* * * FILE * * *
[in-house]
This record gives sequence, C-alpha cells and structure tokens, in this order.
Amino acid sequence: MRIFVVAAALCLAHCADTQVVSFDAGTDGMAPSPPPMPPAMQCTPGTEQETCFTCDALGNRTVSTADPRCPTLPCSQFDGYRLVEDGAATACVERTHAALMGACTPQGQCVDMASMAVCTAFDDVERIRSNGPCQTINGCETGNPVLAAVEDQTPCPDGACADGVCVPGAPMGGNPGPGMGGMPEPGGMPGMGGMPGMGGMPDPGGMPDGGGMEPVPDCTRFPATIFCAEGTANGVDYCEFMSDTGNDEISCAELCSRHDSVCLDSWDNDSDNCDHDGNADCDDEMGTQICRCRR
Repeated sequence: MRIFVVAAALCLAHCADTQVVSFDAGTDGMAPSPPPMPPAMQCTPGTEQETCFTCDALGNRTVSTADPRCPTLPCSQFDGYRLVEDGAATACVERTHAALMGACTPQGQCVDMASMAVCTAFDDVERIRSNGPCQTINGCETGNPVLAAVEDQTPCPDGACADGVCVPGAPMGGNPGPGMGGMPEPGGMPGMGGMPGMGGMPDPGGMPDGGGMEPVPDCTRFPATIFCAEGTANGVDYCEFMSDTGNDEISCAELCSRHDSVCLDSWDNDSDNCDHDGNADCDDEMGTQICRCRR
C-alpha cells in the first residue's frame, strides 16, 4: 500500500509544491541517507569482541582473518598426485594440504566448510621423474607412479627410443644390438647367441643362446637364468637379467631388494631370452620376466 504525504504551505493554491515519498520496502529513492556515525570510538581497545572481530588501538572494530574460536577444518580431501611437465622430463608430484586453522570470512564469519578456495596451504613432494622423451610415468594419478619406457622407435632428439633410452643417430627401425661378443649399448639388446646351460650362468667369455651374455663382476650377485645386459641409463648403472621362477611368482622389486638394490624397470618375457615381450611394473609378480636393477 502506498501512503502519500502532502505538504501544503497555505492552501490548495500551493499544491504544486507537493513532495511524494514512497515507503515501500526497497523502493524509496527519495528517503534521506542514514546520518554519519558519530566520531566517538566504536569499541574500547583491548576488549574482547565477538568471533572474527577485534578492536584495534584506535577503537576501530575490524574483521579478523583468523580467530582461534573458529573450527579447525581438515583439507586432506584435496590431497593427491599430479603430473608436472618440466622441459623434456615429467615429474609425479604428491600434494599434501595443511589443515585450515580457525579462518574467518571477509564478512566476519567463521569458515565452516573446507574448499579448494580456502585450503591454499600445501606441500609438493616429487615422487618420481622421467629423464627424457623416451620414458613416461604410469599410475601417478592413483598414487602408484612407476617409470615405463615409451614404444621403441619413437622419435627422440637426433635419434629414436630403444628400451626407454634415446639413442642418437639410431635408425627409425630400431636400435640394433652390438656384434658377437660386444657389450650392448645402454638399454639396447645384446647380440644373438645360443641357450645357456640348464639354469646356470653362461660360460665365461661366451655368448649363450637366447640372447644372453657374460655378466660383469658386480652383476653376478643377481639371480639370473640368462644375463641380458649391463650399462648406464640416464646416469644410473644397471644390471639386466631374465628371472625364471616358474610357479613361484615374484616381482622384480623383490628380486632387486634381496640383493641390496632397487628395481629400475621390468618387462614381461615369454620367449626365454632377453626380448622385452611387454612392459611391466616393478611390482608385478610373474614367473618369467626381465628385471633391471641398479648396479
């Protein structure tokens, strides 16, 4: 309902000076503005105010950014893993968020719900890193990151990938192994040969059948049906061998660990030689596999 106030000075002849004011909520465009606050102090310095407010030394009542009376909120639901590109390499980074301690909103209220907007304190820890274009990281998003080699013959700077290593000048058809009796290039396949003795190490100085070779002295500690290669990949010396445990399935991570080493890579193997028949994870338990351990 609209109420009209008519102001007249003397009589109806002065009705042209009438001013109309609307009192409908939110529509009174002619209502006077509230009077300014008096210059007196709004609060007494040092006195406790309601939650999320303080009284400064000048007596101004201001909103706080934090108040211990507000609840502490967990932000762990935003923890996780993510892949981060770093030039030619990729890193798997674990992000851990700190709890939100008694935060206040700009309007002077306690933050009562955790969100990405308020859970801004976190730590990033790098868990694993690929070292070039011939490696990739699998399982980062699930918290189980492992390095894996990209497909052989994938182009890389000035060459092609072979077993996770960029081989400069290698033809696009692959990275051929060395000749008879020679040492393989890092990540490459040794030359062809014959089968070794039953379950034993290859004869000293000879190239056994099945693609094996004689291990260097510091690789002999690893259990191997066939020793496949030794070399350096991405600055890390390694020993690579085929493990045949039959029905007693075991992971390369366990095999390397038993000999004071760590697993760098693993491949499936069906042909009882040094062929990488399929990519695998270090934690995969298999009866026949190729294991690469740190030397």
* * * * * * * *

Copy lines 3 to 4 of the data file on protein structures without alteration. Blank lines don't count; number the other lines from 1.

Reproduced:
Amino acid sequence: MRIFVVAAALCLAHCADTQVVSFDAGTDGMAPSPPPMPPAMQCTPGTEQETCFTCDALGNRTVSTADPRCPTLPCSQFDGYRLVEDGAATACVERTHAALMGACTPQGQCVDMASMAVCTAFDDVERIRSNGPCQTINGCETGNPVLAAVEDQTPCPDGACADGVCVPGAPMGGNPGPGMGGMPEPGGMPGMGGMPGMGGMPDPGGMPDGGGMEPVPDCTRFPATIFCAEGTANGVDYCEFMSDTGNDEISCAELCSRHDSVCLDSWDNDSDNCDHDGNADCDDEMGTQICRCRR
Repeated sequence: MRIFVVAAALCLAHCADTQVVSFDAGTDGMAPSPPPMPPAMQCTPGTEQETCFTCDALGNRTVSTADPRCPTLPCSQFDGYRLVEDGAATACVERTHAALMGACTPQGQCVDMASMAVCTAFDDVERIRSNGPCQTINGCETGNPVLAAVEDQTPCPDGACADGVCVPGAPMGGNPGPGMGGMPEPGGMPGMGGMPGMGGMPDPGGMPDGGGMEPVPDCTRFPATIFCAEGTANGVDYCEFMSDTGNDEISCAELCSRHDSVCLDSWDNDSDNCDHDGNADCDDEMGTQICRCRR